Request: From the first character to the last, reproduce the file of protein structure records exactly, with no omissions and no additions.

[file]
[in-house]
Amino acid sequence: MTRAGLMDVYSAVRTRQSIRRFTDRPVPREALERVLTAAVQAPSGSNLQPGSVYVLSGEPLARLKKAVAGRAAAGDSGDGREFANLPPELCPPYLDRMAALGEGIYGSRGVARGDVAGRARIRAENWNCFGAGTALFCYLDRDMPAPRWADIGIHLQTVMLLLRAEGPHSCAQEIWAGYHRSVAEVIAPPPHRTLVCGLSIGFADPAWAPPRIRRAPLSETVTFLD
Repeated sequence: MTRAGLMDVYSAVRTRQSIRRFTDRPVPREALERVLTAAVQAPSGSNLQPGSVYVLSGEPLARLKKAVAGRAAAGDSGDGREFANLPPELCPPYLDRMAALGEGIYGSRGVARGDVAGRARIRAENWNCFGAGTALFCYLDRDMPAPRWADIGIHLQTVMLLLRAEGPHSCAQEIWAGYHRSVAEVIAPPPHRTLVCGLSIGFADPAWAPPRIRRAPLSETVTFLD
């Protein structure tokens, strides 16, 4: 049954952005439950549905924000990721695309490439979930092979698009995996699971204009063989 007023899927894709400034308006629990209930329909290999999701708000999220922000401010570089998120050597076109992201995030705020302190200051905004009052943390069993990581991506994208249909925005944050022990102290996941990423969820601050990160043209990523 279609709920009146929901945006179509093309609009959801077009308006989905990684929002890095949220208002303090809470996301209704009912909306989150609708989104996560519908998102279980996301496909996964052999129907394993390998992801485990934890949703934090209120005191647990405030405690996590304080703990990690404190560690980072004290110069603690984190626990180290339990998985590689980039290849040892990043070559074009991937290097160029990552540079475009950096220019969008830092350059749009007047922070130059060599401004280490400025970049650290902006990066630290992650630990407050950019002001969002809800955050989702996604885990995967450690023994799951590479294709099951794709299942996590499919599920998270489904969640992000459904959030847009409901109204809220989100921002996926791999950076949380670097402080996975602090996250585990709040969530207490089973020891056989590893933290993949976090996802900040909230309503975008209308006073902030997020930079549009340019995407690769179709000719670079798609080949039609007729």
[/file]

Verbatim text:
[in-house]
Amino acid sequence: MTRAGLMDVYSAVRTRQSIRRFTDRPVPREALERVLTAAVQAPSGSNLQPGSVYVLSGEPLARLKKAVAGRAAAGDSGDGREFANLPPELCPPYLDRMAALGEGIYGSRGVARGDVAGRARIRAENWNCFGAGTALFCYLDRDMPAPRWADIGIHLQTVMLLLRAEGPHSCAQEIWAGYHRSVAEVIAPPPHRTLVCGLSIGFADPAWAPPRIRRAPLSETVTFLD
Repeated sequence: MTRAGLMDVYSAVRTRQSIRRFTDRPVPREALERVLTAAVQAPSGSNLQPGSVYVLSGEPLARLKKAVAGRAAAGDSGDGREFANLPPELCPPYLDRMAALGEGIYGSRGVARGDVAGRARIRAENWNCFGAGTALFCYLDRDMPAPRWADIGIHLQTVMLLLRAEGPHSCAQEIWAGYHRSVAEVIAPPPHRTLVCGLSIGFADPAWAPPRIRRAPLSETVTFLD
């Protein structure tokens, strides 16, 4: 049954952005439950549905924000990721695309490439979930092979698009995996699971204009063989 007023899927894709400034308006629990209930329909290999999701708000999220922000401010570089998120050597076109992201995030705020302190200051905004009052943390069993990581991506994208249909925005944050022990102290996941990423969820601050990160043209990523 279609709920009146929901945006179509093309609009959801077009308006989905990684929002890095949220208002303090809470996301209704009912909306989150609708989104996560519908998102279980996301496909996964052999129907394993390998992801485990934890949703934090209120005191647990405030405690996590304080703990990690404190560690980072004290110069603690984190626990180290339990998985590689980039290849040892990043070559074009991937290097160029990552540079475009950096220019969008830092350059749009007047922070130059060599401004280490400025970049650290902006990066630290992650630990407050950019002001969002809800955050989702996604885990995967450690023994799951590479294709099951794709299942996590499919599920998270489904969640992000459904959030847009409901109204809220989100921002996926791999950076949380670097402080996975602090996250585990709040969530207490089973020891056989590893933290993949976090996802900040909230309503975008209308006073902030997020930079549009340019995407690769179709000719670079798609080949039609007729």